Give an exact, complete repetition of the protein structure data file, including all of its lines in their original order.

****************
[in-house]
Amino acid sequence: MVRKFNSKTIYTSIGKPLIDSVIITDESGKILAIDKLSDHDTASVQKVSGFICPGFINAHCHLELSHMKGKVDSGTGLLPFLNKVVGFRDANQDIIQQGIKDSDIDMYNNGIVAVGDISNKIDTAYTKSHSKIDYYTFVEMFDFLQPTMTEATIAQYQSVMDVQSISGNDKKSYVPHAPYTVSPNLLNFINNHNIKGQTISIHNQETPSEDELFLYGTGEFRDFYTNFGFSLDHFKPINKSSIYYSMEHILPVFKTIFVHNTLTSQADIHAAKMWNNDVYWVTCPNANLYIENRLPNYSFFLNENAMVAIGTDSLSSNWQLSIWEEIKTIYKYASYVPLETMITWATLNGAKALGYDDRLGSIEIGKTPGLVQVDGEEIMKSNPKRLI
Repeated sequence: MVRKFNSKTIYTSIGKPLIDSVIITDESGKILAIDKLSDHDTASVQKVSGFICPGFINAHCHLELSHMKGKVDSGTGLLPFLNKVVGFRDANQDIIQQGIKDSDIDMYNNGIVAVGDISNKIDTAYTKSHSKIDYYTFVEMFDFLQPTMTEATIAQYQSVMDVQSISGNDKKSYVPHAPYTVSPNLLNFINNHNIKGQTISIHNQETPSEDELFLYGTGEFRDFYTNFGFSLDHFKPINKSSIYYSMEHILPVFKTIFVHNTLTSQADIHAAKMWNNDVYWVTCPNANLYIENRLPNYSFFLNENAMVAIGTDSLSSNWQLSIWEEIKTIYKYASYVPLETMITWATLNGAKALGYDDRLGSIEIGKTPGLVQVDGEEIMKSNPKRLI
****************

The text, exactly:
[in-house]
Amino acid sequence: MVRKFNSKTIYTSIGKPLIDSVIITDESGKILAIDKLSDHDTASVQKVSGFICPGFINAHCHLELSHMKGKVDSGTGLLPFLNKVVGFRDANQDIIQQGIKDSDIDMYNNGIVAVGDISNKIDTAYTKSHSKIDYYTFVEMFDFLQPTMTEATIAQYQSVMDVQSISGNDKKSYVPHAPYTVSPNLLNFINNHNIKGQTISIHNQETPSEDELFLYGTGEFRDFYTNFGFSLDHFKPINKSSIYYSMEHILPVFKTIFVHNTLTSQADIHAAKMWNNDVYWVTCPNANLYIENRLPNYSFFLNENAMVAIGTDSLSSNWQLSIWEEIKTIYKYASYVPLETMITWATLNGAKALGYDDRLGSIEIGKTPGLVQVDGEEIMKSNPKRLI
Repeated sequence: MVRKFNSKTIYTSIGKPLIDSVIITDESGKILAIDKLSDHDTASVQKVSGFICPGFINAHCHLELSHMKGKVDSGTGLLPFLNKVVGFRDANQDIIQQGIKDSDIDMYNNGIVAVGDISNKIDTAYTKSHSKIDYYTFVEMFDFLQPTMTEATIAQYQSVMDVQSISGNDKKSYVPHAPYTVSPNLLNFINNHNIKGQTISIHNQETPSEDELFLYGTGEFRDFYTNFGFSLDHFKPINKSSIYYSMEHILPVFKTIFVHNTLTSQADIHAAKMWNNDVYWVTCPNANLYIENRLPNYSFFLNENAMVAIGTDSLSSNWQLSIWEEIKTIYKYASYVPLETMITWATLNGAKALGYDDRLGSIEIGKTPGLVQVDGEEIMKSNPKRLI